The Pennsylvania House and Senate energy committees this week voted against the state Department of Environmental Protection's (DEP) overhaul of regulations for the oil and natural gas industries.
The votes came from both Republicans and Democrats just days before next Thursday’s (April 21) Independent Regulatory Review Commission (IRRC) hearing to vet the proposed rulemaking, which took more than four years to complete. The rules include separate regulations for the conventional and unconventional industries. The DEP hosted 12 public hearings and received 28,000 public comments during the process.
Conventional producers and the trade organizations that represent them, though, have accused DEP of writing ambiguous regulations for both segments of the industry (see Shale Daily, April 30, 2015). They have also claimed that the DEP ignored Act 126 of 2014, which required the agency to adopt separate regulations for the conventional/unconventional industries (see Shale Daily, July 27, 2014).
"The DEP and the Environmental Quality Board (EQB) have ignored the law and violated several aspects of the rulemaking process in putting these regulations together," said state Rep. Martin Causer, who represents parts of Northwest Pennsylvania, where the conventional industry has a big footprint. "That process resulted in a series of unreasonable regulations that fail to recognize the vast differences between conventional and unconventional drilling and, in fact, threaten the future of the 150-year old conventional industry."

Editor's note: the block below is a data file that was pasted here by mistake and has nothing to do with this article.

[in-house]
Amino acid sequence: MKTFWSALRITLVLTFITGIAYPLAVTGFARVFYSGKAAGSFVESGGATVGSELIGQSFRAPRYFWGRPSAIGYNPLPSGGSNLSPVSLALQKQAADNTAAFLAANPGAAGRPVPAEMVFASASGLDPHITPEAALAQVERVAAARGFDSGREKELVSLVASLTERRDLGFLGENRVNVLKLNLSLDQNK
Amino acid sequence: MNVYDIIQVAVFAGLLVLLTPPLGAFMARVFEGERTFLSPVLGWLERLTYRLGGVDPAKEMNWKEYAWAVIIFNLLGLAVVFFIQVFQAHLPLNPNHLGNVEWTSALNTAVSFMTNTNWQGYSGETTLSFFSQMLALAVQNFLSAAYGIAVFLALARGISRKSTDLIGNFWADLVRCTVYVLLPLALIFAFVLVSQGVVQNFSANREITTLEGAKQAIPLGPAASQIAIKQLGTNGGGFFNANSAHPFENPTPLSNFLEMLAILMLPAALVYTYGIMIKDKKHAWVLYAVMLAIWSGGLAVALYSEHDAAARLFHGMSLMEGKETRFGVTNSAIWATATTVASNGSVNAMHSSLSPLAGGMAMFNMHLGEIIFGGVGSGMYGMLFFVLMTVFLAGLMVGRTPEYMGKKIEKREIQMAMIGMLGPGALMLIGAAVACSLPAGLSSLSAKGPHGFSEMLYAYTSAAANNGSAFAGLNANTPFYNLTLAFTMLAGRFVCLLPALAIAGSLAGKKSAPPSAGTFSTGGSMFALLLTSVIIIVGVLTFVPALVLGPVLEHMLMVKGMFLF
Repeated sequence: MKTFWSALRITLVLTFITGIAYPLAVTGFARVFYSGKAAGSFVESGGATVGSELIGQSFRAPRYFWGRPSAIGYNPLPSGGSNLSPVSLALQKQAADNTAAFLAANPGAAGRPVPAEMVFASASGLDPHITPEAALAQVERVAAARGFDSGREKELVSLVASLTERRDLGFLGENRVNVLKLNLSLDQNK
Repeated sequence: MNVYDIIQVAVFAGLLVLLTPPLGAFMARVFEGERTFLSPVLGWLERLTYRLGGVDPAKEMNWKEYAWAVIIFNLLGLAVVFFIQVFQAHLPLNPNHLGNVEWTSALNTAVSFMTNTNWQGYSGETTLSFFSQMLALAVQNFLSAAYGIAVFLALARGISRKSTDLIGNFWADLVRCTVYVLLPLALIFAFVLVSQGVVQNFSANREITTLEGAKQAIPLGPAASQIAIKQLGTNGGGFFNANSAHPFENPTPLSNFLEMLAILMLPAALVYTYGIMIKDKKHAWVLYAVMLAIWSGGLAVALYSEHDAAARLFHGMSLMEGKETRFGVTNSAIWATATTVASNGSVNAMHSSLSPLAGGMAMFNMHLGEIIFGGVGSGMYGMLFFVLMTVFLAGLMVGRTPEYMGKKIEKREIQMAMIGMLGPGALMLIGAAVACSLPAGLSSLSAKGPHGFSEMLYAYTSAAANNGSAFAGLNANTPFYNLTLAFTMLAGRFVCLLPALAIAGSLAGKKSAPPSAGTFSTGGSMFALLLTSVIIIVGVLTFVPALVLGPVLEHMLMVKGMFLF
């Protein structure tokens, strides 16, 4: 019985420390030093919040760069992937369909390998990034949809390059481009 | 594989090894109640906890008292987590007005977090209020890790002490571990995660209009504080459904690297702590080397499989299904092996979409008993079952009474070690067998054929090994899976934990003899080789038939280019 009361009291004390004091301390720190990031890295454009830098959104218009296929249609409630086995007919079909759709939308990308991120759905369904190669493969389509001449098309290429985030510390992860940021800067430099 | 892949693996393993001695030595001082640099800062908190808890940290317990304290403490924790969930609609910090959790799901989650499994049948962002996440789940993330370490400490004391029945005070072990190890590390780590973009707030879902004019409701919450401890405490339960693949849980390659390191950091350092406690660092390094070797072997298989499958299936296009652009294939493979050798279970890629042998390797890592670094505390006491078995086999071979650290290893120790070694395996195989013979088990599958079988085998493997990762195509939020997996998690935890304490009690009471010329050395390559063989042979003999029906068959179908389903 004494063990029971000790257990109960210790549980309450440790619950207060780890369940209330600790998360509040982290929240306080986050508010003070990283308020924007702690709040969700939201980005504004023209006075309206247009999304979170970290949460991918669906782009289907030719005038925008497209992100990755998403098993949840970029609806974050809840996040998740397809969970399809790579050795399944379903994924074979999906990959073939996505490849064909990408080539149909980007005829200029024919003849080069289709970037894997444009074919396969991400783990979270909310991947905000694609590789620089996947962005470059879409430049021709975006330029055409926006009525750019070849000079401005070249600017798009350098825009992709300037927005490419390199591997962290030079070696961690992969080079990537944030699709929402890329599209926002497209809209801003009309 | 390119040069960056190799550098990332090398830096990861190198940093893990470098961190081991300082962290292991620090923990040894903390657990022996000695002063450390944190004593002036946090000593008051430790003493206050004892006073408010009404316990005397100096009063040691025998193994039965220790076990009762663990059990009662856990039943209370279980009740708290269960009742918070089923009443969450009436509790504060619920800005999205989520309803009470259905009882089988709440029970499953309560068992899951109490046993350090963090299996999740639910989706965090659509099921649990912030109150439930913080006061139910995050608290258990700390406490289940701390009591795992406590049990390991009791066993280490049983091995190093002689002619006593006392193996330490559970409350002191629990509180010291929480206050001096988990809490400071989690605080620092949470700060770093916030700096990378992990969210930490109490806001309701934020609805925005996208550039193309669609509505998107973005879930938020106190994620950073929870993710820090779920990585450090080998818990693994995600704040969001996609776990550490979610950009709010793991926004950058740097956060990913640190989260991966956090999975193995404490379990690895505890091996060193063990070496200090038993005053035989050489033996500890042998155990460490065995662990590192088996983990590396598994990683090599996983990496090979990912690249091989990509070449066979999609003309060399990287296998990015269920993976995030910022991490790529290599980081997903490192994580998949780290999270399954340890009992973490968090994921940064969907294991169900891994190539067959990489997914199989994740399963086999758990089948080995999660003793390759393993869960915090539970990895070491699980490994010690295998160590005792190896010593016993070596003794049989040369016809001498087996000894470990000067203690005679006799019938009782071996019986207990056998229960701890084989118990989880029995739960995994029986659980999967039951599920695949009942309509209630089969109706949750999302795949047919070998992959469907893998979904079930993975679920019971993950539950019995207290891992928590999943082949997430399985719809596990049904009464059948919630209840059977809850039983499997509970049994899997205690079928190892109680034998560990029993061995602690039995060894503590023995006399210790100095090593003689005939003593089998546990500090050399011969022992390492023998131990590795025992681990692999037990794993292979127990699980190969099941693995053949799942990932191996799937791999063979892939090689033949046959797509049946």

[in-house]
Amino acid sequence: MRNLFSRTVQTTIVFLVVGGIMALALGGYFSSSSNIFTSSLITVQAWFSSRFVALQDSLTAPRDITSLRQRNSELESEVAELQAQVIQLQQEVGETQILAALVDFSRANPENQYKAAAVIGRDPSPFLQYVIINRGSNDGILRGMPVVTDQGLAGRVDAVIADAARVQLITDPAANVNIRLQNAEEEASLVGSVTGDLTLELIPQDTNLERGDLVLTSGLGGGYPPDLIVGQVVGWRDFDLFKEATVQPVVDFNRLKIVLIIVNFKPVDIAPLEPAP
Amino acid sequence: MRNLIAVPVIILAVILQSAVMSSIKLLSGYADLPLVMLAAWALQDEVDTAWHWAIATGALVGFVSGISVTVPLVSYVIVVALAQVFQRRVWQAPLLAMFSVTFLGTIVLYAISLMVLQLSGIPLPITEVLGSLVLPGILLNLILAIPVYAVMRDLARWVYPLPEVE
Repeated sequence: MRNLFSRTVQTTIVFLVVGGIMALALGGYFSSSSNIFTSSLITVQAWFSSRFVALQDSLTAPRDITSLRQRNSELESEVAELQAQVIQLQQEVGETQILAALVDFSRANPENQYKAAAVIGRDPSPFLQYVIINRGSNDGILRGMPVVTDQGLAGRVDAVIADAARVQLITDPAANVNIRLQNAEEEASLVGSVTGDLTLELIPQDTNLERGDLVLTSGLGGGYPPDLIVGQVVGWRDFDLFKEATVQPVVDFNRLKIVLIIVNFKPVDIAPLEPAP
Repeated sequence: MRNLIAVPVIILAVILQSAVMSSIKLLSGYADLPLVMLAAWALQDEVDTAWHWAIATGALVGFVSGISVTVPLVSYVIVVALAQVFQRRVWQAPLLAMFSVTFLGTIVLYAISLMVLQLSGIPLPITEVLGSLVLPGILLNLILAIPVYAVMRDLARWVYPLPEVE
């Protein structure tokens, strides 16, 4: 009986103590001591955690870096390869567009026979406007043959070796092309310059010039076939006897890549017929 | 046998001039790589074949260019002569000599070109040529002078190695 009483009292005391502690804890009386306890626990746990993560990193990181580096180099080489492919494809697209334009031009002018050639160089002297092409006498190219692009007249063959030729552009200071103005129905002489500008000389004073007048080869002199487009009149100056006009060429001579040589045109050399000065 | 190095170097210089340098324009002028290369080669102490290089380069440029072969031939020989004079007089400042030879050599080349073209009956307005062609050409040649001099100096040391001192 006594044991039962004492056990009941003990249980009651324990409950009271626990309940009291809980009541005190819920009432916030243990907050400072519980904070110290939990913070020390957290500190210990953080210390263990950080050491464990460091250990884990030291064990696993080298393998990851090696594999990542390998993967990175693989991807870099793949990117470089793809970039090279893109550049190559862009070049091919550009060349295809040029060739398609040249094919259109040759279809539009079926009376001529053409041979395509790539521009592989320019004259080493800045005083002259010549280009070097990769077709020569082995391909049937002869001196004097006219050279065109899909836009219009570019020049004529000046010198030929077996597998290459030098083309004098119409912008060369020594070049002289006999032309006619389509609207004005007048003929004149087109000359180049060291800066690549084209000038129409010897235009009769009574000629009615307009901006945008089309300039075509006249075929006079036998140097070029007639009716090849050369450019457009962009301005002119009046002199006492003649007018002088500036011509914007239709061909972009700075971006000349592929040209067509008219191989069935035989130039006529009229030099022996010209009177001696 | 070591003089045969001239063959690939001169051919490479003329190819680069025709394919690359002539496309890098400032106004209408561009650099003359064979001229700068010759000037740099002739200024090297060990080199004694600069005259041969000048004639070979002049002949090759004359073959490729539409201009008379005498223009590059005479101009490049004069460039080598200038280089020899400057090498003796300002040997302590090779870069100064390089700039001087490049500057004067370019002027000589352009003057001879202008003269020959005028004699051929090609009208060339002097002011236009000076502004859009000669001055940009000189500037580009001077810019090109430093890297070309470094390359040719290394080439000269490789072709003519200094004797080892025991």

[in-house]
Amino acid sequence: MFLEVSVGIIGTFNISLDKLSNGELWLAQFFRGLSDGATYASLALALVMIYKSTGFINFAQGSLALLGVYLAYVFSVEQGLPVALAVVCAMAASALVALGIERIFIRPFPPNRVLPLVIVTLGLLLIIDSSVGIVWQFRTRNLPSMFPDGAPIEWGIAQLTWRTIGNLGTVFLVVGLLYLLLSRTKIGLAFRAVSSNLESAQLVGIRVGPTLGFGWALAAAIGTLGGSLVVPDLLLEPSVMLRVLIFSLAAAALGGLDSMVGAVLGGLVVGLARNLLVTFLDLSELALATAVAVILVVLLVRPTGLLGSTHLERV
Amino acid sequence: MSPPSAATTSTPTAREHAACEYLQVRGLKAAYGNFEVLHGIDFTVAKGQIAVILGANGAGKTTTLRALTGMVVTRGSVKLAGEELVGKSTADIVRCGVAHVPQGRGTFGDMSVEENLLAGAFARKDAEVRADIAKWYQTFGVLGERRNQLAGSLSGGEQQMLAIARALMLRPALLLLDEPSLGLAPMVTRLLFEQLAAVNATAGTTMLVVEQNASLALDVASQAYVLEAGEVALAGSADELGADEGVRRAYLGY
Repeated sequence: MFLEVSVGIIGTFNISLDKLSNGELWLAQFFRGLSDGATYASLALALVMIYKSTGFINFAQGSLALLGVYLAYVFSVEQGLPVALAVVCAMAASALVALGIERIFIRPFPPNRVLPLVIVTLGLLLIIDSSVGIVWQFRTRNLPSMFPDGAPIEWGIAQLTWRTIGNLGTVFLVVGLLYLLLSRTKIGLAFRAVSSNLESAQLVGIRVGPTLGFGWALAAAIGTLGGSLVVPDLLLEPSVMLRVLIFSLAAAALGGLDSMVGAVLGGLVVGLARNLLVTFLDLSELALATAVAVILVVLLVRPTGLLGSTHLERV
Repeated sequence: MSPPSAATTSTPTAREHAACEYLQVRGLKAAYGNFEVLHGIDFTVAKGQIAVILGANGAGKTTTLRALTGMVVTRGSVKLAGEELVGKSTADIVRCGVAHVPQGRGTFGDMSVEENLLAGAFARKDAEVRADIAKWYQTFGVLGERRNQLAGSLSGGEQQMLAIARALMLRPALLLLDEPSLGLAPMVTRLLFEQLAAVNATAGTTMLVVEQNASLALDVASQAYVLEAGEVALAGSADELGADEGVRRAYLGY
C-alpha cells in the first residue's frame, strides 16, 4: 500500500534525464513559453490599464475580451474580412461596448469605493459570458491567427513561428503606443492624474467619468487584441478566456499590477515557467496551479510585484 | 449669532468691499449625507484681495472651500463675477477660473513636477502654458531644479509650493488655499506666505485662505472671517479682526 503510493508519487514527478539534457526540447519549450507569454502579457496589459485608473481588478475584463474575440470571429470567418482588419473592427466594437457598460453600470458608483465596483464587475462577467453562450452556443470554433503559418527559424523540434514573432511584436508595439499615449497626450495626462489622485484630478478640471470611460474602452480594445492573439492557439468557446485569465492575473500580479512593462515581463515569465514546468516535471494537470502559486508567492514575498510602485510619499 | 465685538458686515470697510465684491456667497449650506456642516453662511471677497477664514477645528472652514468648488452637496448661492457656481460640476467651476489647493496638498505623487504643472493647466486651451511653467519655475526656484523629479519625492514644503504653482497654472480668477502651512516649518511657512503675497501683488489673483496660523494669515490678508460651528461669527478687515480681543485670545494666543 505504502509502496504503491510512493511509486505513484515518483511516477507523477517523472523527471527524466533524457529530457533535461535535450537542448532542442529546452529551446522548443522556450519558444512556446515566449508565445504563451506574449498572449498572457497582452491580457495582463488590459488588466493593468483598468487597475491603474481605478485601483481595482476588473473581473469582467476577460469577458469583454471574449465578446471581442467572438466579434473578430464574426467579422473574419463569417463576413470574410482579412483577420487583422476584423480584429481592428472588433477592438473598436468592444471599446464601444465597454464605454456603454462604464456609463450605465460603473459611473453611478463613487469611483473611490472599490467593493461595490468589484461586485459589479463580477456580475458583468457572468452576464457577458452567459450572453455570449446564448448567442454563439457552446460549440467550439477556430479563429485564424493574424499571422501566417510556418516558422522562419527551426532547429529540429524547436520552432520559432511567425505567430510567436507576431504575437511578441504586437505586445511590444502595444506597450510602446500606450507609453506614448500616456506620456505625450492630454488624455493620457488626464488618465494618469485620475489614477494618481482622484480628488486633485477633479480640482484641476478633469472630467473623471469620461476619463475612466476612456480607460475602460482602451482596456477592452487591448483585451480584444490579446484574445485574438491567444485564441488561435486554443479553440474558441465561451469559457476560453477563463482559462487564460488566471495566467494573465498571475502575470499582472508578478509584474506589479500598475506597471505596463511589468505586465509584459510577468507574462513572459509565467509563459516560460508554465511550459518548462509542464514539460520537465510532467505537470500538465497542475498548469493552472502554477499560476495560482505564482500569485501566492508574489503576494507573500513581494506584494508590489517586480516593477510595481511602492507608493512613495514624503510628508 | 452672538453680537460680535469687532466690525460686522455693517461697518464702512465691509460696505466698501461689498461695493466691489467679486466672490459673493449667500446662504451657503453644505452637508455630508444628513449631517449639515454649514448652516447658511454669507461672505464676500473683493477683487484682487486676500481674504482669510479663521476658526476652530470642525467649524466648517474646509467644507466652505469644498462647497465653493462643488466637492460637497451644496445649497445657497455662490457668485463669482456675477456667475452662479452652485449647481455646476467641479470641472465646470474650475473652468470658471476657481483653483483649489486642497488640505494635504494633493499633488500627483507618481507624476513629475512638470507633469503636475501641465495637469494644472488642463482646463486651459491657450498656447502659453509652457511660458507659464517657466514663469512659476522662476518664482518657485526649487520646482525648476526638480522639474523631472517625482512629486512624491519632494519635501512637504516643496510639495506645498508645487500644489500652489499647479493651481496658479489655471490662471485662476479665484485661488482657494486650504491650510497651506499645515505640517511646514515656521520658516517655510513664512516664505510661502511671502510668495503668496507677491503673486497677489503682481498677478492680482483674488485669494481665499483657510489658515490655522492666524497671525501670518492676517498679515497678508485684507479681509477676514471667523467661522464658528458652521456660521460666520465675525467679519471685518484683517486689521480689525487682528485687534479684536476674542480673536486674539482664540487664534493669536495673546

Although the votes are symbolic, committee members advised the IRRC to not approve the regulations. While Democrats showed support for the new package, members expressed skepticism about how the rules were drafted. Democratic Sen. John Yudichack, of Northeast Pennsylvania, who also serves as the minority chairman on the Senate energy committee, said the rulemaking process was bypassed in a number of ways.
Lawmakers noted that the DEP and EQB disregarded votes of disapproval by the Oil and Gas Technical Advisory Board and the Conventional Oil and Gas Advisory Committee, which both help the DEP craft regulations for the industries. The new rules deal with reducing impacts on public resources, preventing spills, waste management and restoring well sites after drilling, among other things (see Shale Daily, Jan. 6).
While there are separate regulations in the package, both conventional and unconventional producers would be required to adhere to some of the same rules, such as closer regulatory scrutiny for wells near public resource protection zones like parks and schools. All operators would be required to conduct reviews of abandoned and active wells near their pads prior to drilling.
The committees deemed some of those redundancies "costly" and "illegal." The state legislature has an opportunity to vote against the rules, but Democratic Gov. Tom Wolf could veto it. If the rules aren't approved, it could take DEP another two years to draft new regulations, Causer said.
DEP Secretary John Quigley, who Wolf appointed last year, said before the rules were finalized that they would be modernized and strengthened (see Shale Daily, March 9, 2015). In a statement, Quigley said the rules had been written with an "unprecedented amount of public participation," adding that he's confident that the IRRC will approve them.
The Pennsylvania Independent Petroleum Producers Association has filed a lawsuit against the regulations in Commonwealth Court, requesting that they be declared unlawful and unenforceable (see Shale Daily, March 28). The complaint also asks that the IRRC hearing be enjoined until the court can issue a ruling.